This would be a great activity to open the year with in ANY class, even an upper level, in order to accelerate number sense and set norms for group work.

Percent activity


Engaging ALL Learners in Mathematical Practice through Instructional Routines — Amy Lucenta & Grace Kelemanik of the Boston Plan for Excellence

  • Amy LucentoThe Standards for Mathematical Practice create open doors to struggling students, not walls.
    This is such a simple, yet profound concept. It was the heart this presentation, and one of the best principles pitched at the conference. I’m a fan, because it is one of the three principles that I shared in my presentation at NCTM .
    SMP doors
  • Not all SMPs are created equal. #1, followed by #2, 7, 8.
    I have heard many people say that the 8 Practices should be a shorter list. It was interesting to see their list.
    SMP scal e2



Hey! What’s the Big Idea? — Greg Tang

  • tang-montageProgressions is the Big Idea?:
    Concepts -> Algorithms -> Speed
    Greg really pushed for a balanced, reasonable approach to teaching math. I have always emphasized the first two, but was challenged to put more effort into the back end. This was one of the Biggest Ideas that I brought home.
  • Number Sense is Key, and can be enhanced through number games.
    I am now addicted to Kakooma
  • “Generalizing your thinking is what makes you smart.”

Reinventing Algebra in a Common Core World — Eric Milou

  • MilouProvocative Statement #1: Dr. Milou laid out an Algebra sequence that pushed the introduction of Quadratic functions to Algebra 2.
  • Provocative Statement #2: Teachers need to to start a grassroots revolution to address the Common Core’s failure to limit the bloated list of standards in high school, since no revision/feedback mechanism exists.
    I was very impressed that NCSM allowed a dissenting view, and I loved the courage with which Dr. Milou spoke. While I find his suggestion having merit in terms of math progressions, I don’t see how it  addresses the glut of standards, so I agree with him that there needs to be a feedback mechanism to address that issue.

Sense-Making: The Ultimate Intervention — Janet SutoriusJanet S

  • Removing the mathematics from context and focusing on procedures prevents students from using their own common sense and sense-making abilities to do mathematics. Struggling students need a contextual framework the most.
    I have always said… naked math comes last.

Hot Topics: Intervention — Matt Larson

  • Matt LarsonDo not pull struggling students out from class. Give them additional learning, instead.
    This was a round table discussion with a big name in the field of math ed. He described some field studies he was involved with in Chicago regarding elementary intervention structures. The big take-away here was to not have intervention students miss class time. Build the time into the day when they receive additional instruction on unmastered topics, and give those who have mastered the topic an enrichment activity.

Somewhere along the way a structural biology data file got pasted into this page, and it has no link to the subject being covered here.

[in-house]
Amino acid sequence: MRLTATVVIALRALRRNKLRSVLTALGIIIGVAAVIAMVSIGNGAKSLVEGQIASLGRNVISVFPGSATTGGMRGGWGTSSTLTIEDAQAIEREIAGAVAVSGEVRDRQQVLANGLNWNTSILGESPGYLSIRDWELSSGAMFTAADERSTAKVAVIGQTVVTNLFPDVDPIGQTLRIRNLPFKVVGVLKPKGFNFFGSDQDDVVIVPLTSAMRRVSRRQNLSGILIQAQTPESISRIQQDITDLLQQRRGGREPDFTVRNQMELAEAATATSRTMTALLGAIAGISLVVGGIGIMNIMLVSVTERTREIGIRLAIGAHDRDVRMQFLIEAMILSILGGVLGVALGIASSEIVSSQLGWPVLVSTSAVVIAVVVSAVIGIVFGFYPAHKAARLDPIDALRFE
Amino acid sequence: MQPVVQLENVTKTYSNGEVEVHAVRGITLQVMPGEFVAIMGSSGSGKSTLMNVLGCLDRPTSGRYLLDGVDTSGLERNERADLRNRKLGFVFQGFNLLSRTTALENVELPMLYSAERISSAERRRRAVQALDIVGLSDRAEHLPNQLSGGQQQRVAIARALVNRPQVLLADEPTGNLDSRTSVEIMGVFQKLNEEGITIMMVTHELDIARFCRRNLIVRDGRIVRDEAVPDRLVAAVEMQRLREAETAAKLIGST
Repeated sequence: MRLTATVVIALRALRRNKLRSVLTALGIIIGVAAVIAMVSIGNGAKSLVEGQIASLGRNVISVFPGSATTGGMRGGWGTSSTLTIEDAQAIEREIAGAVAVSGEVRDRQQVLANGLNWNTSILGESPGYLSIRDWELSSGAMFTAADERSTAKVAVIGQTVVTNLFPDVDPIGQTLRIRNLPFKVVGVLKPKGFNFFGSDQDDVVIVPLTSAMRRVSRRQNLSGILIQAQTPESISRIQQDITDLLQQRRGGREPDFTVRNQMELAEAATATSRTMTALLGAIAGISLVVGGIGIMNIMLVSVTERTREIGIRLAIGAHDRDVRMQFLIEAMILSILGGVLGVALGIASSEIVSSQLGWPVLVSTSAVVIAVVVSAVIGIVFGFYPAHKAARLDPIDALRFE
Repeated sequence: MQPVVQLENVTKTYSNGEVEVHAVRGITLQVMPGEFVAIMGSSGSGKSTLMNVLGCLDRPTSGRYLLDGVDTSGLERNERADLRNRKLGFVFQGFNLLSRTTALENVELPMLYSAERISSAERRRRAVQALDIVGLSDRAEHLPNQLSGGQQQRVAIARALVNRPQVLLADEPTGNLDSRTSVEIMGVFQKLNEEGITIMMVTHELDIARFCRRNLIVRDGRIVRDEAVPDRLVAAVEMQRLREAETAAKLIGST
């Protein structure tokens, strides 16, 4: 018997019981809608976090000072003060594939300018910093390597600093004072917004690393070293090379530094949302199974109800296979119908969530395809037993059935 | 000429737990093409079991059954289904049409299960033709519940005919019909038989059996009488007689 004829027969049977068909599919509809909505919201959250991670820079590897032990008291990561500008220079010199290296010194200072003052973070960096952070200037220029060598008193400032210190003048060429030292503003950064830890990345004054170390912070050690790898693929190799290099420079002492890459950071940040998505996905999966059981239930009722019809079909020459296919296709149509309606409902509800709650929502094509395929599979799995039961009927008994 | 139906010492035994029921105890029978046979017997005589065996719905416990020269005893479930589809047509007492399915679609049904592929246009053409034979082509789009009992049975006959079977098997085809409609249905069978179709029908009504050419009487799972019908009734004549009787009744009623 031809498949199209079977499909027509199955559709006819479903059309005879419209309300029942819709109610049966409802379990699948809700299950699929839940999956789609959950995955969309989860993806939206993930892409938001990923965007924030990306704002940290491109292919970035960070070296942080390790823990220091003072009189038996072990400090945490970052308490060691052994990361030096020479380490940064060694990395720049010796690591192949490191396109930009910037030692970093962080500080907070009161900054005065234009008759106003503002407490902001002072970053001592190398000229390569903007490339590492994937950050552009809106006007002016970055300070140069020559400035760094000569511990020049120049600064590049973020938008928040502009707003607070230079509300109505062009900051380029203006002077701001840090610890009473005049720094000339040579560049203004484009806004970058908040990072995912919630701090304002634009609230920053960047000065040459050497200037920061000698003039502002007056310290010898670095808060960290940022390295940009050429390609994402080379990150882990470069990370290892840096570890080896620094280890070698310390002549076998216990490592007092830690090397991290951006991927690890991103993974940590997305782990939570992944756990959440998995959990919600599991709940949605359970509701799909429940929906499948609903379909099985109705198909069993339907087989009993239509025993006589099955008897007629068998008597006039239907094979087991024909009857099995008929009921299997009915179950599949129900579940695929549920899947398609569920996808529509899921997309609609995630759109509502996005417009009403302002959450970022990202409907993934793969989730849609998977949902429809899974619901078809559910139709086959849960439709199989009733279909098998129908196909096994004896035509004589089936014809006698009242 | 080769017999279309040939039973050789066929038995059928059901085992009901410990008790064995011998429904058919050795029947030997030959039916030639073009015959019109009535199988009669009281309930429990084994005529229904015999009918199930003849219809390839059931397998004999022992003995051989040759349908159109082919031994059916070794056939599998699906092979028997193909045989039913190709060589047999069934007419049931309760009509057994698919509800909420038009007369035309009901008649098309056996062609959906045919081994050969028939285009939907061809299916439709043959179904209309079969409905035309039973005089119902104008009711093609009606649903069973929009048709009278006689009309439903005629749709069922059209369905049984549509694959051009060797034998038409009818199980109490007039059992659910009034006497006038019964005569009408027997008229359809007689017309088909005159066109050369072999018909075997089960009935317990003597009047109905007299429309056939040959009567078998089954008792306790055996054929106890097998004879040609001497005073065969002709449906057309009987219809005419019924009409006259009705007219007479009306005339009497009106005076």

Occam’s Razor — Eric Hart

  • hart_ericFocus on the Math first (methodology second)
    This echos what I learned from William Schmidt, about focusing on the mathematics, not the methodology.
  • “If we could switch from telling to questioning, we would change the world of math education.”
    A college Professor said this! In public! I pressed him on this statement, which I whole-heartedly agree with, but pointed out the obvious … college math is taught almost entirely through telling. His response was, “That is changing.”
  • Which form of the Quadratic Formula is better? Doesn’t the less conventional one make more conceptual sense?
    This pic got a lot of response on Twitter.
    Quadractic Pic
  • Students in other nations do not spend as much time on factoring as U.S. students. They use the Quadratic Formula to get factors them plug them into the equation.

Nank 2Mathematic Modeling with Strawberries and Video — Sean Nank

  • Sean had us participate in a modeling task that involved a video of himself cutting strawberries. The task walked us through each step of the Common Core’s definition of modeling:
  1. Identifying variables,
  2. Formulating a model by creating and selecting representations that describe relationships between the variables,
  3. Analyzing and Performing operations on these relationships,
  4. Interpreting the results of the mathematics in context,
  5. Validating the conclusions,
  6. Reporting on the conclusions and the reasoning behind them.

Nank Strawberries